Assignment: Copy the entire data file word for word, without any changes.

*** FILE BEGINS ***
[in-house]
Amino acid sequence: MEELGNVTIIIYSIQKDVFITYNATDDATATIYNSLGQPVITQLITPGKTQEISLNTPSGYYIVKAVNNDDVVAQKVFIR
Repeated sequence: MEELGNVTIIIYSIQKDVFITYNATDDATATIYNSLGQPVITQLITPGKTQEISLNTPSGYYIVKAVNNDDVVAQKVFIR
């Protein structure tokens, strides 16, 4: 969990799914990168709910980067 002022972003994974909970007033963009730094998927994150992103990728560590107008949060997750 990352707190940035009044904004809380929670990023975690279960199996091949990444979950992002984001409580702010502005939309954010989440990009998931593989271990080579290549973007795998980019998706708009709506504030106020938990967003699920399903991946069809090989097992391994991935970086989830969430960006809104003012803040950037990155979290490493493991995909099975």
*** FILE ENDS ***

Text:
[in-house]
Amino acid sequence: MEELGNVTIIIYSIQKDVFITYNATDDATATIYNSLGQPVITQLITPGKTQEISLNTPSGYYIVKAVNNDDVVAQKVFIR
Repeated sequence: MEELGNVTIIIYSIQKDVFITYNATDDATATIYNSLGQPVITQLITPGKTQEISLNTPSGYYIVKAVNNDDVVAQKVFIR
């Protein structure tokens, strides 16, 4: 969990799914990168709910980067 002022972003994974909970007033963009730094998927994150992103990728560590107008949060997750 990352707190940035009044904004809380929670990023975690279960199996091949990444979950992002984001409580702010502005939309954010989440990009998931593989271990080579290549973007795998980019998706708009709506504030106020938990967003699920399903991946069809090989097992391994991935970086989830969430960006809104003012803040950037990155979290490493493991995909099975």